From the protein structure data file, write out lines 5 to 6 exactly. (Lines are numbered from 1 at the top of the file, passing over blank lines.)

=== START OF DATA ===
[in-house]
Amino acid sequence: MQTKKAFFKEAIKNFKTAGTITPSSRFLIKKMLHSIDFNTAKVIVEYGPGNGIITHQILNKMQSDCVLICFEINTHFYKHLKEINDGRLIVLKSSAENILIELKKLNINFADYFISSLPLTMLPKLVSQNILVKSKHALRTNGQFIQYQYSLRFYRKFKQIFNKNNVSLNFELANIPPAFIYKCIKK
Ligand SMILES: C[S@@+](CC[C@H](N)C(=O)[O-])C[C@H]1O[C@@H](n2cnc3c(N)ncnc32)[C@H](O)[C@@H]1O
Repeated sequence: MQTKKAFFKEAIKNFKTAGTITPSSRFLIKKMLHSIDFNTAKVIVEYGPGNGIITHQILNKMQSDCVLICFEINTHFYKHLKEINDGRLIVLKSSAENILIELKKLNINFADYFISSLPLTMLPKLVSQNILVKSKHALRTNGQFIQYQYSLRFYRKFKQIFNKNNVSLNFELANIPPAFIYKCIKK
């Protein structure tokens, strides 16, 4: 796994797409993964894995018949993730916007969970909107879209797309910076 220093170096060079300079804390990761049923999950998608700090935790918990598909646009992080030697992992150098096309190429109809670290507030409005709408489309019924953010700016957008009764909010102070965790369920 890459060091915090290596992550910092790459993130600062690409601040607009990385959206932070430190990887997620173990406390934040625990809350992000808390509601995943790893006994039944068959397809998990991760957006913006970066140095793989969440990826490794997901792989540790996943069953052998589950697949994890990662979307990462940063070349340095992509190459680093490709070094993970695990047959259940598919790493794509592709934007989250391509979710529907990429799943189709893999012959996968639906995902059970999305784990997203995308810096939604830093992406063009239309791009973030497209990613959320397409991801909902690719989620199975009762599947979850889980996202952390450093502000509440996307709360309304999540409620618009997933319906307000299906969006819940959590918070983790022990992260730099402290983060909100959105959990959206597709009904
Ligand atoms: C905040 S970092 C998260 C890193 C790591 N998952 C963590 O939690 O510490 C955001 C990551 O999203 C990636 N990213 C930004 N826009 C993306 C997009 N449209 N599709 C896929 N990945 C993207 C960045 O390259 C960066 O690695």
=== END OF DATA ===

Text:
């Protein structure tokens, strides 16, 4: 796994797409993964894995018949993730916007969970909107879209797309910076 220093170096060079300079804390990761049923999950998608700090935790918990598909646009992080030697992992150098096309190429109809670290507030409005709408489309019924953010700016957008009764909010102070965790369920 890459060091915090290596992550910092790459993130600062690409601040607009990385959206932070430190990887997620173990406390934040625990809350992000808390509601995943790893006994039944068959397809998990991760957006913006970066140095793989969440990826490794997901792989540790996943069953052998589950697949994890990662979307990462940063070349340095992509190459680093490709070094993970695990047959259940598919790493794509592709934007989250391509979710529907990429799943189709893999012959996968639906995902059970999305784990997203995308810096939604830093992406063009239309791009973030497209990613959320397409991801909902690719989620199975009762599947979850889980996202952390450093502000509440996307709360309304999540409620618009997933319906307000299906969006819940959590918070983790022990992260730099402290983060909100959105959990959206597709009904
Ligand atoms: C905040 S970092 C998260 C890193 C790591 N998952 C963590 O939690 O510490 C955001 C990551 O999203 C990636 N990213 C930004 N826009 C993306 C997009 N449209 N599709 C896929 N990945 C993207 C960045 O390259 C960066 O690695």